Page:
4. Delta Aquarid Meteor Shower - Vol. 3 is s . 7
5. Lyrid Meteor Shower - Vol. 3 is s . 4
6. Perseid Meteor Shower - Vol. 3 is s . 7
7. Quadrantid Meteor Shower - Vol. 3 is s . 1

C - Deep Sky:

Algol - Vol. 3 is s . 9
Aquaris - Vol. 3 is s . 8
Canis Major - Vol. 3 is s . 2
Capricorn - Vol.3 is s . 8
Lepus - Vol.3 is s . 2
Monoceros - Vol.3 is s . 3
M-13 - Vol. 3 is s . 5
Ophiuchus - V ol.3 is s . 7
Orion - Vol.3 is s . 2
Pallas - Vol.3 is s . 5
Puppis - V ol.3 is s . 2
Sagittariu s - Vol.3 is s . 7
Scutum - Vol.3 is s . 7
3C-273 - Vol. 3 is s . 3.

D - Instrumentation:

1. Binoculars - Vol. 3 is s . 6
2. Resolving Power - Vol.3 is s . 1, 2
3. Scratched Mirrors - V ol.3 is s . 6
4. Sundial Construction - Vol.3 is s .6

E - Lunar:

1. Eclipse Observations - Vol. 3 is s . 2

F - Planetary:

Jupiter - Vol.3 is s . 8,9
Mars - Vol.3 is s . 8
Neptune - Vol.3 is s . 5
Saturn - Vol. 3 is s .8
Venus - Vol.3 is s . 2, 3, 5

G - Radio Astronomy:

1. Books about Radio Astronomy - Vol.3 iss . 3
2. Radio Astronomy with a television set- Vol. 3 Iss .

H - Solar:

1. New solar cycle - Vol. 3 iss . 1

I - Miscellaneous:

1: General Assembly - Vol 3 Iss 4, 5
2. Practica l Astronomy - Vol 3 is s . 8,9
3. Puzzles Vol. 3 Iss 1 , 2, 3
4. Puzzles answer - Vol 3 Iss 3
5. Stellafane - Vol 3 Is s 4
6. Recent Library books - Vol 3 Is s 5


Instrumentation

Gordon Grant

Sidereal Times for 19 00 hrs at Ottawa 1967 ( ± 0 5 min ) E .S.T.
Date
January
February
March April May
June
1
3
5
7
9 01
01
01
02
04 42
50
58
06
14 03
03
04
04
04 44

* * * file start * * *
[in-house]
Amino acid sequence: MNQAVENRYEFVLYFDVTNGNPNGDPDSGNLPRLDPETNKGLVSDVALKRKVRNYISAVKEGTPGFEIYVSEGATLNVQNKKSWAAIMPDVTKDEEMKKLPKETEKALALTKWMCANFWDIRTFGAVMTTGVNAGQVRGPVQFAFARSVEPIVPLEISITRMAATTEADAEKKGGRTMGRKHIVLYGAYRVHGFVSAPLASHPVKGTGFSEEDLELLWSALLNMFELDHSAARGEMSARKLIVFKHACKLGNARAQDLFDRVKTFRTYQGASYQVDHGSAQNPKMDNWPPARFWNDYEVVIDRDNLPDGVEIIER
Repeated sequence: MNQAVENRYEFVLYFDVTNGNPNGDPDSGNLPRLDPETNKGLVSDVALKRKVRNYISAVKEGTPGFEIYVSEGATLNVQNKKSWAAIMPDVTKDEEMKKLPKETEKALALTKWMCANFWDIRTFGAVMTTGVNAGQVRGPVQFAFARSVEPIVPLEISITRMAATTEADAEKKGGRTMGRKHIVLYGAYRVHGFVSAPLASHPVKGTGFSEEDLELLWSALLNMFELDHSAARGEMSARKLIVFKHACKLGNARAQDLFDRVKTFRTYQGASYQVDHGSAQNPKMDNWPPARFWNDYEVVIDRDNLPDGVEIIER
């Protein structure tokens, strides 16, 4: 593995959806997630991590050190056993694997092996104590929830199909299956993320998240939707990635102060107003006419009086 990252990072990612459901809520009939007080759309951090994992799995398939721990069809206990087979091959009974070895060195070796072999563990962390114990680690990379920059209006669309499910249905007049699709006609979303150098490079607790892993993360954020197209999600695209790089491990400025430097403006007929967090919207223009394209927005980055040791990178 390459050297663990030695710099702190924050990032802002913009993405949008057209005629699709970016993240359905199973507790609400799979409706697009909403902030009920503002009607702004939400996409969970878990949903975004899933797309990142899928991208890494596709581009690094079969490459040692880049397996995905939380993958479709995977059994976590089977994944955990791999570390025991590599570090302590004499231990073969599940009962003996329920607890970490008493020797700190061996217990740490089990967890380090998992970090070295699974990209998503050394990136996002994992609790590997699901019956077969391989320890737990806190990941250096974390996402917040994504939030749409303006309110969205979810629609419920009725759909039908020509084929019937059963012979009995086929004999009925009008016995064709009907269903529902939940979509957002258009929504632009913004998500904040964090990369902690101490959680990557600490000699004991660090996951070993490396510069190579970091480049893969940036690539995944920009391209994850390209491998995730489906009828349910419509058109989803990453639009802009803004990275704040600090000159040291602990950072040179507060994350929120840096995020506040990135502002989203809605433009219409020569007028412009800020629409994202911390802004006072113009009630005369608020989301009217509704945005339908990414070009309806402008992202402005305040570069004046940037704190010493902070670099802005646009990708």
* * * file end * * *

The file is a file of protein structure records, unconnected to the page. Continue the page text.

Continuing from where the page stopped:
52
00
08
16 05
05
05
05
06 35
43
51
59
07 07
07
07
08
08 37
45
53
01
09 09
09
09
09
10 35
43
51
59
07 11
11
11
12
12 37
45
53
01
09
11
13
15
17
19 02
02
02
02
02 22
30
38
46
54 04
04
04
04
04 24
32
40
48
56 06
06
06
06
06 15
23
31
39
47 08
08
08
08
08 17
25
33
41
49 10
10
10
10
10 15
23
31
39
47 12
12
12
12
12 17
25
33
1
49
21
23
25
27
29 03
03
03
03
03 02
10
18
26
34 05
05
05
05 04
12
20
28 06
07
07
07
07 55
03
11
19
27 08
09
09
09
09 57
05
13
21
29 10
11
11
11
11 55
03
11
19
27 12
13
13
13
13 57
05
13
21
29
31 03 42
07 35
11 35

The previous chart is for the benefit of those who use telescopes with setting circles , Accurate sidereal time for dates not mentioned in this chart can be
determined by adding 4 minutes to the time for the previous date . The chart is set up for 19 00 hrs. , E.S. T. For example: to find the sidereal time for 9:30 p . m., E.S.T. on the night of April 8 at 19:00 hrs the sidereal time for April 8 is 8:05 April 7 + 4 min ) Therefore at 21:30 E.S.T. ( 9:30 p .m .) , the sidereal time will be 08:05 + 2:30 ; 10:35 hrs.